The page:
Welcome to the Threemilk-Moon Issue of the blog. This month we have something different again – a piece by Matthew Hern, on the gods of the path of initiation.
The Dagazian Dawn: Part I: Of Odin, Shiva and No-Thing
There is no god and this is exactly our God.
– Ian Read
There are mysteries in this world and there are laws of the universe. When it comes to religion, magic and illumination it’s better to have a Zen mind = beginner’s mind, even if we already have a huge amount of knowledge. But to be initiated we need to empty ourselves of ourselves. A cup that is full is not capable of receiving new, fresh water of insight. Because the answers we find are never the final destination, but rather shores and islands, at which we rest for a while before we set out for the great ocean again, on this mysterious journey we call “life”. The answers we find can lead to great ecstasy, but then the mantle of newness wears off and we realize that “our answer” turns into another comfort zone, another mental construct, another habit. All concepts are tools, another rung on the ladder, another step on the staircase, another door, which we must exit to continue on the Path of Mystery. Thus the nature of our Quest is eternal in a mythical sense: Every single image is a reflection in the mirror, ultimately we are the mirror reflecting, but not the reflected images: all our illuminations are finger pointing, at the eternal sky, in the sudden moment of awakening, like the snap of your finger, in the moment you relax in total presence, suddenly we see: Yes, everything is the manifestation of innate wisdom light. And then another yes: Like a mirror isn’t changed by any thing that is reflected in it, so is our nature. And yes again: Like a crystal that is pure whatever light flows through it, so is our nature. It was always here, the great mudra, the perplexing pattern, the self-originating mandala, the infinite Self, the vastness of space, the great ocean upon which the endless waves crash down, the eternal Yes. All our practice is only for this, this one perfect moment out of time, like an 8 lying on its back, like a serpent’s perfect movement, like Dagaz dawning…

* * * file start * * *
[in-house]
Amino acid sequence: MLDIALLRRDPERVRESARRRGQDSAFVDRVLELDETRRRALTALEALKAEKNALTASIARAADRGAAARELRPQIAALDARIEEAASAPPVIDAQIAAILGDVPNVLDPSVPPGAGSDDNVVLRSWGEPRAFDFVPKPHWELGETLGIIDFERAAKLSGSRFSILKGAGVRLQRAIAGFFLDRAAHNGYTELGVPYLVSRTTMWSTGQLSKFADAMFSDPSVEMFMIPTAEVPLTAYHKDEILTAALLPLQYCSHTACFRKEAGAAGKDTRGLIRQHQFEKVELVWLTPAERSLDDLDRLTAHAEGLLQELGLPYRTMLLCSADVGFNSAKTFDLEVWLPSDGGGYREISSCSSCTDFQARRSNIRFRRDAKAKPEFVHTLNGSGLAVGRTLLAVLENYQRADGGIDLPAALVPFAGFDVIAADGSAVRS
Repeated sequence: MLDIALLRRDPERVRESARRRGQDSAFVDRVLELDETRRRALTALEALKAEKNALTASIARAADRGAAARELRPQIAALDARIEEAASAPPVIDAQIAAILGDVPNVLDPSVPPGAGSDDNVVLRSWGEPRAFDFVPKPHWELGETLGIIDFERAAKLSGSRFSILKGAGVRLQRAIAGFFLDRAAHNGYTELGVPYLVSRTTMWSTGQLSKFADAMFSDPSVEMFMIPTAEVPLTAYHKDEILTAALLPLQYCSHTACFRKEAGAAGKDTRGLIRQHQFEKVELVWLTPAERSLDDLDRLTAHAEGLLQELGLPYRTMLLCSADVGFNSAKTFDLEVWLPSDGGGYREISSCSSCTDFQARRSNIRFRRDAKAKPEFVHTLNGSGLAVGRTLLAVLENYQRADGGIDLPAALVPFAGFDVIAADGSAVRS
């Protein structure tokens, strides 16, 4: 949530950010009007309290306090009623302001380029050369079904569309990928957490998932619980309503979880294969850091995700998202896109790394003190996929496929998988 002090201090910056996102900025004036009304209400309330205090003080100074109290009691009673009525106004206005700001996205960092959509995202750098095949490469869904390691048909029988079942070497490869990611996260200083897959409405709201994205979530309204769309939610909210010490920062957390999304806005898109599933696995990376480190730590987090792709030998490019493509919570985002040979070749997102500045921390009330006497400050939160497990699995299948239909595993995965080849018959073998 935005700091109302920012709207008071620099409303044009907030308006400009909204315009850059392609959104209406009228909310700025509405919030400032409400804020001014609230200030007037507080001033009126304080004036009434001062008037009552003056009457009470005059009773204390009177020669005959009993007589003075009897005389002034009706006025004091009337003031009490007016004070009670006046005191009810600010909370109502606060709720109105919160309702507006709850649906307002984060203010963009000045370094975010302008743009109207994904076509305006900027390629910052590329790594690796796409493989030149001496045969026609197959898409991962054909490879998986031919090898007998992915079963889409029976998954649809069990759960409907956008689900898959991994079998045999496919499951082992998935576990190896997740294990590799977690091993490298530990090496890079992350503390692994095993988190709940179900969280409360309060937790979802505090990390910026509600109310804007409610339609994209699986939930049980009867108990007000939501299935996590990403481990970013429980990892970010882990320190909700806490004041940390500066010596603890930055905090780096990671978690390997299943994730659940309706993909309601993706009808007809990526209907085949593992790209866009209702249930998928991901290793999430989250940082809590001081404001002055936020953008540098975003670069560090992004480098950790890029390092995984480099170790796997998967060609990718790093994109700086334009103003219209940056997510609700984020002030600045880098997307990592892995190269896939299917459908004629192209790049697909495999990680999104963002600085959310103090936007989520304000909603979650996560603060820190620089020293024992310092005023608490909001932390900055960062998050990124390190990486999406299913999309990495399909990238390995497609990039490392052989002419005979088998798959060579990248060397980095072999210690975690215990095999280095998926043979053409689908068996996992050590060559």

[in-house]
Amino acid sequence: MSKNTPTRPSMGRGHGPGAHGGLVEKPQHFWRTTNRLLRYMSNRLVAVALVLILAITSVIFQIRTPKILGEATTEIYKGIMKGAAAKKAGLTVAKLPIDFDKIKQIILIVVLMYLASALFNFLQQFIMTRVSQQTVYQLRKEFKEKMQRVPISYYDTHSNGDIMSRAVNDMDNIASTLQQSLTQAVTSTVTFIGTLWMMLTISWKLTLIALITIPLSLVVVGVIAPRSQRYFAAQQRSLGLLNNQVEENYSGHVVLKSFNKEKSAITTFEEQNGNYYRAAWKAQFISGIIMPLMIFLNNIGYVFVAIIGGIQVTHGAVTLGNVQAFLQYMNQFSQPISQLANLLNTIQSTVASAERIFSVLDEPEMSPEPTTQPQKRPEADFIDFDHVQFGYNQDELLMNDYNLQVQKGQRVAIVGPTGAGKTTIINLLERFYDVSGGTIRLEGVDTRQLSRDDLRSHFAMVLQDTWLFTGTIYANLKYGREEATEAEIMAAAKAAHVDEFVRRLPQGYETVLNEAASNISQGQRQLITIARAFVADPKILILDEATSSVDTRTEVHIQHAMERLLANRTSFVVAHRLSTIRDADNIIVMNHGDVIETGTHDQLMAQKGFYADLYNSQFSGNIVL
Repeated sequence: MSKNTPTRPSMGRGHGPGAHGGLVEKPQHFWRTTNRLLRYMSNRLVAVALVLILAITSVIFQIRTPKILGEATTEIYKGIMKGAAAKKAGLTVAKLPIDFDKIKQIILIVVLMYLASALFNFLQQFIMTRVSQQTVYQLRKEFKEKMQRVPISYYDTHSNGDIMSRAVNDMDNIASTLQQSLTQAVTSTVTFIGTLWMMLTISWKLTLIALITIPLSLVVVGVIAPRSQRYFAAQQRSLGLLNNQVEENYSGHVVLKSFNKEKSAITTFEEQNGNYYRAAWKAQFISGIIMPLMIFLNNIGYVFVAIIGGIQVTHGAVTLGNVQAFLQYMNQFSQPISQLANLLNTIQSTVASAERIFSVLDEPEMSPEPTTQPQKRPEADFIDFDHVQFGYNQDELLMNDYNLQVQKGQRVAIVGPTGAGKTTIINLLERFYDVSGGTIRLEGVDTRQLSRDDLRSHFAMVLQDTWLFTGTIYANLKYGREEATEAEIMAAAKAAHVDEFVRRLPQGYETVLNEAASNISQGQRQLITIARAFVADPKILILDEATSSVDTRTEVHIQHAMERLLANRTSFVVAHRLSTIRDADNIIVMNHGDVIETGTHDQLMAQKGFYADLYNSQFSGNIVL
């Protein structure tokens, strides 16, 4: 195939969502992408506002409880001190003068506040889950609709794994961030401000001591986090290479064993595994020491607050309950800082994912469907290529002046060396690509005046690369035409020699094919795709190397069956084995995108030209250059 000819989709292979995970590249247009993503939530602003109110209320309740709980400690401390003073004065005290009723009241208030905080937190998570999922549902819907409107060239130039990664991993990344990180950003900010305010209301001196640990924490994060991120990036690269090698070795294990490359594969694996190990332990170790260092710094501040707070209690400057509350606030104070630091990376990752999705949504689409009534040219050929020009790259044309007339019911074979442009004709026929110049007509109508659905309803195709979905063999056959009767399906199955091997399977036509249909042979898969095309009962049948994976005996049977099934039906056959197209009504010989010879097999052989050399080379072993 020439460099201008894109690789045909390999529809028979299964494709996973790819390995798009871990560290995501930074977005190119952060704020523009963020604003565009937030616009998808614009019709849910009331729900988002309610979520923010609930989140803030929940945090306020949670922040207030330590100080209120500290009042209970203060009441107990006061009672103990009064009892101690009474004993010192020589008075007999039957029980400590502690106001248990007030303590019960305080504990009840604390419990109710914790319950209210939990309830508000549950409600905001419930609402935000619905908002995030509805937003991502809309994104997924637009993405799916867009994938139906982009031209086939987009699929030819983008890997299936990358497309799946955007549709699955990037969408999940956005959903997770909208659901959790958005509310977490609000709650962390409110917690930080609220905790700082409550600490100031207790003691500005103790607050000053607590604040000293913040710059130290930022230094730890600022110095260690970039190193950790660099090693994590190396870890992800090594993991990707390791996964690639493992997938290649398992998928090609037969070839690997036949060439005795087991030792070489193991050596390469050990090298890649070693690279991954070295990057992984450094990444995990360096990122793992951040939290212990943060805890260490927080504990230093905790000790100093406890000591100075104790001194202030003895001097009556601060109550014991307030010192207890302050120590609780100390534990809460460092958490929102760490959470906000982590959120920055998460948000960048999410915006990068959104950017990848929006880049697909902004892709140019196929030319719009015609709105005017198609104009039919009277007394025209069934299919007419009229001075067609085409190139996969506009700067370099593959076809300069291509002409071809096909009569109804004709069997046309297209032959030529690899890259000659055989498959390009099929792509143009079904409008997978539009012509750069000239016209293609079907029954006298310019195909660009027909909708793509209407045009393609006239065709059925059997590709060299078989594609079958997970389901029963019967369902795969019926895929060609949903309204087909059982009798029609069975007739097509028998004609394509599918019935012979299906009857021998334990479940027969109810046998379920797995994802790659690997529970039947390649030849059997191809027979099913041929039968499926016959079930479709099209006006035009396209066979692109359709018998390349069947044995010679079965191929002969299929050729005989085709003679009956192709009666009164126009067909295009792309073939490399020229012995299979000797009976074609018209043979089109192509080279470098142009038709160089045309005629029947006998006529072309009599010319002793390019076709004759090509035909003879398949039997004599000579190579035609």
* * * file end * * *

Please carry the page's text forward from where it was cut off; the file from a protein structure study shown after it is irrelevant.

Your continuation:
So let me begin with the proposition that religion exists because the Divine exists, and a human being is a homo religiosus. More than that: man is an ecstatic being, who will never fulfil his/her complete potential until s/he experiences states of Higher Consciousness. Transformation and ecstasy, illumination and inspiration, creativity and Self-exploration, meditation and world(s)-expeditions, these are at the core of human consciousness, which – according to the myths of our forefathers and foremothers – is a Gift of the God who Himself represents these qualities: Óðinn, Woden, or Wotan.
This is also true of another major deity of the wider, older Indo-European tradition: Shiva. Shiva is considered in Tantric Shaivism as the embodiment of (enlightened) ‘pure Consciousness’ (Frawley 2015). And the greatest living German poet, Rolf Schilling, said in his poetic genius and divine intuition that Odin is Shiva’s “divine brother.” In Kashmir Shaivism the Divine – represented by the deity Shiva – is present to everything. It is nothing but pure Consciousness, the fullness of absolute I-Consciousness or purnahanta (Bäumer 2005). However, with regard to Ian Read’s statement quoted above there is a mystical paradox present here: this divine I-Consciousness is now here and yet nowhere to be found. This divine state is a Void, a Nothingness, a state of in-betweenness, which cannot be fully grasped:
In Kashmir Shaivism this void is precisely found in all the in-between states – the most important and yet not easy to catch being the void between breathing in and breathing out. And in this in-between is found the pure consciousness, the thought-free state: nirvikalpa… (Bäumer 2005: p. 3)
Image: Geoff Sumner with Ian Read in Geoff’s vé, a sacred landscape structure.